The triple crown
It’s the most wonderful time of year for sports fans – when professional baseball, basketball and hockey all coalesce into a dizzying array of nonstop televised offerings. Of course, here in the mountains, where most folks don’t own TVs let alone the satellite package to deliver more than snowy reruns of “Murder She Wrote,” sporty types get excited in the spring for a different reason. It’s the magical time of year when one can carve high-country corn by morning, float the river by afternoon and get in some time on the crag or singletrack by evening. Yes, I’m talking about the elusive yet highly regarded three-sport day. The crown jewel of mountain machismo, an “11” on the recreation rad-o-meter, the feather in your sweat-stained trucker cap.
Sure, many of us may be familiar with the two-sport day, some of us even knocking them out on a regular basis without so much as getting a hair out of place, raising the suspicions of the boss or having to change sports bras. But the three-sporter is only for the truly hard-core, or those lucky enough to have bomber knees, no regular job to speak of and very understanding significant others (or better yet, none). That’s because there’s no friends on a three-sport day (also known as “3SD.” Don’t worry if people have no idea what you’re talking about when you use this term. It just shows you’re in the know and they’re not.)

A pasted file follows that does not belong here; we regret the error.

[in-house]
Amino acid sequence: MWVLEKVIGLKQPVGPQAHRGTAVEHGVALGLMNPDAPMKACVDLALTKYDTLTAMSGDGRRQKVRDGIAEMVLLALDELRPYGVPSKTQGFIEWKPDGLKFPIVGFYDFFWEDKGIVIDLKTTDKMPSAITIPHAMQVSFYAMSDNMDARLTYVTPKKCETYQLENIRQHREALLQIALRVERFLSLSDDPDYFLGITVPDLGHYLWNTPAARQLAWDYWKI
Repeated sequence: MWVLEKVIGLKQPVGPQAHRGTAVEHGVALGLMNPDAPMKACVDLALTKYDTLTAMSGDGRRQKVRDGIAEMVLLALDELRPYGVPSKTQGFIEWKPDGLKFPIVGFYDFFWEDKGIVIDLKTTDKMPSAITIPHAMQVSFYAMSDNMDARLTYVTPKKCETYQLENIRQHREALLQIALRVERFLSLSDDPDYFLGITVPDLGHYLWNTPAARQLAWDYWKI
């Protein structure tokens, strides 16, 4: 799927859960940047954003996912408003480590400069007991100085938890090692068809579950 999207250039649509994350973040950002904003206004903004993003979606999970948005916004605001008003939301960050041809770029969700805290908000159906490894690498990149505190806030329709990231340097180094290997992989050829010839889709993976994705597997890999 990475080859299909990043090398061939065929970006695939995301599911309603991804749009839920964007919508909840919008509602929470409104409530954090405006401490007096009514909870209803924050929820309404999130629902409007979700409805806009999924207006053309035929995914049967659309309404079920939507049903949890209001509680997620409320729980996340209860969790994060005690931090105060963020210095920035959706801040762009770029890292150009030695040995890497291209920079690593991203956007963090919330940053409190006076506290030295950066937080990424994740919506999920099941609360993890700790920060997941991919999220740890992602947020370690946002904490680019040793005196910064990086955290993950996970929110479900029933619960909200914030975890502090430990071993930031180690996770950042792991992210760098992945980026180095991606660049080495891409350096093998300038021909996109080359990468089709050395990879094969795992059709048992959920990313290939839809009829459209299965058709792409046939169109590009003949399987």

Of course, 3SDs don’t just happen by accident. Careful planning, training and preparation go into mastering the 3SD. Only the strong and masochistic survive. What follows is a step-by-step guide to upping your game and having the best 3SD ever.
The night before: If we’ve said it before, we’ll say it again: hydration is key. But then again, so is carboloading. We see no reason not to combine the two with a warm-up jaunt down to the friendly neighborhood brewatorium. Just remember, late-night nachos don’t count as dinner, and when you begin to skip the lime and just shoot the tequila straight, out of someone else’s glass, it’s time to go home.
The next morning: Up and at ‘em. Triple-sporters don’t get that way sleeping until noon or lounging around in their jammies all day like a Kardashian. It’s best to wake up at the crack of dawn, or at least when your parched throat is as dry and cracked as that nacho cheese dried to your shirt. Head to the kitchen, where you should proceed to pound copious amounts of coffee (again – hydration!) and crank the Velvet Rut for audio inspiration and commiseration. Decide that it’s probably too late to grab fresh corn, which has likely turned to grits by now, and hop on your bike instead. Don’t worry about breakfast – coffee is the most important meal of the day.
Sport No. 1: Greedily guzzle water bottle within first 10 minutes like a beached flounder. Start to feel somewhat human again, maybe even bordering on normal. Come home, somewhat amazed that you survived and didn’t crash once, and inhale greasy breakfast (which at this point is technically classified as lunch.) Pass out on patio chair under guise of a quick “recharge of batteries” (watch the sock tan lines!)